| 4 comments ]

In this system, assume gravitational force on the block is included in the external force. So the block's potential of gravity is not included in calculating total energy of the system.

From previous solution, we get force exerted by the ball to the block is


So it needs an external force with the same value to make the block in equilibrium.


If the block is slowly moved upward, we can still assume the block is in equilibrium, and the external force still works on the block.

Suppose the block is moved upward with a very small distance dh. Total works done by the external force is



The work will result in change of ball's speed only (remember, no potential of gravity included).



Combining these two equations,



Integrating the equations and simplifying it,


Hence,





That's my solution.
If you have any question, correction, or comment, please leave a comment below.
Thank you.

Solution - Multiple Collisions (2)SocialTwist Tell-a-Friend

4 comments

Anonymous said... @ February 17, 2009 at 11:57 PM

I still don't understand why external force must be equal to the force that exerted by the ball. If it's equilibrium, the total force must be equal to the weight of the block.. but, that doesn't mean the two forces magnitudes are same..
can u explain me?

Copycat91 said... @ February 18, 2009 at 4:22 PM

I assume the weight of the block as external force, so we don't need to include gravitational potential energy in calculating system's total energy.

Anonymous said... @ April 29, 2009 at 1:10 AM

In the first problem, you put N in (N>>1), which means you considered a long period. But here I think we cannot use N again. The key for this problem is that the block moves very slowly, or the speed of the ball is very large compared with the speed of the block. This is not only the reason for that F_ext = F, but also for many things else:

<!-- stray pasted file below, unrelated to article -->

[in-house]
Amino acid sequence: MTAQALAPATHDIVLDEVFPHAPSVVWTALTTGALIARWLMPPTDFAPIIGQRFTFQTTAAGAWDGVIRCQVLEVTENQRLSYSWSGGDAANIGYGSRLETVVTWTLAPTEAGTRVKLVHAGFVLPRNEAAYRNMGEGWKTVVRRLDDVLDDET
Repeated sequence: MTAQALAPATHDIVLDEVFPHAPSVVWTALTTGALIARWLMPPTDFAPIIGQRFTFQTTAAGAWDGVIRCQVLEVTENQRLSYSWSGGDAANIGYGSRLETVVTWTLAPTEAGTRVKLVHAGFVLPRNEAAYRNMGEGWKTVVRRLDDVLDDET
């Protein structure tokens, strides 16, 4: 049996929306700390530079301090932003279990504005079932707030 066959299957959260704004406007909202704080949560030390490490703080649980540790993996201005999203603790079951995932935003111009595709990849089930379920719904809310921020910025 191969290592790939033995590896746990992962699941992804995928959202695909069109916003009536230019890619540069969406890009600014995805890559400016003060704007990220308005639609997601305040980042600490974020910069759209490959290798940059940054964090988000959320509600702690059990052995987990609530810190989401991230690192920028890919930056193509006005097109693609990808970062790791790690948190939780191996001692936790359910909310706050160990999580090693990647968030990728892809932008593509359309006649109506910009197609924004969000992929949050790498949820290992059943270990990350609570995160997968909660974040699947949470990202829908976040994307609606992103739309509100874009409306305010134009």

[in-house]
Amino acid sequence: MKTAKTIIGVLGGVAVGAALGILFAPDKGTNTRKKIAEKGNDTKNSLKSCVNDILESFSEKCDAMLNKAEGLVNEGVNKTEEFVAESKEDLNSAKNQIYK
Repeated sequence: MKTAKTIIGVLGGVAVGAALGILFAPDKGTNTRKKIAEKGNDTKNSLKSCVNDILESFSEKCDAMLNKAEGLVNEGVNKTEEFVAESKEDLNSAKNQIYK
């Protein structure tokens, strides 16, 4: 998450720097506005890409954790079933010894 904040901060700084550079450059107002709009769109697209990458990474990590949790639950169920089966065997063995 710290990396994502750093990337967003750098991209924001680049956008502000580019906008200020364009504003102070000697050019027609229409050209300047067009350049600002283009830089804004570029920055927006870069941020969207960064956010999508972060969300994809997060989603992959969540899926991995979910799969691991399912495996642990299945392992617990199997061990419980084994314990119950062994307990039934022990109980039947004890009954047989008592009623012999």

1. Because V_block is very small, we can assume that in the period of 2 successive collisions with the block, the height is still h.
Actually there's a little change of h, say Dh (not dh in the solution above). The existence of Dh leads to the change of v (Dh is not zero, so the force of the block acting on the ball does work).
But Dh is very small, so the change of v is very small too (or we can say after the collision, the ball's speed is approximately v), which helps us to deduce the formula of F.

2. Because v >> the speed of the block, we can assume that the time t for the ball to move between 2 successive collisions is very small, which leads to the idea that v and h change continuously, so that we can use dv and dh.

In my opinion, the important difference between the two problems is that while in the first problem, the external force is obviously Mg, in this problem, it is a general external force.

Anonymous said... @ June 19, 2010 at 11:36 AM

I think the condition for this problem for moving up is impossible, because when the block M moves at distance dh, and the change of v is very small, we can see that the force that exerts to the block will decrease because F = m v^2 / h , where v will decrease in a small amounts and h will increase in a small amounts too, hence, F will decrease, and F < Mg, and the block must move downward

Post a Comment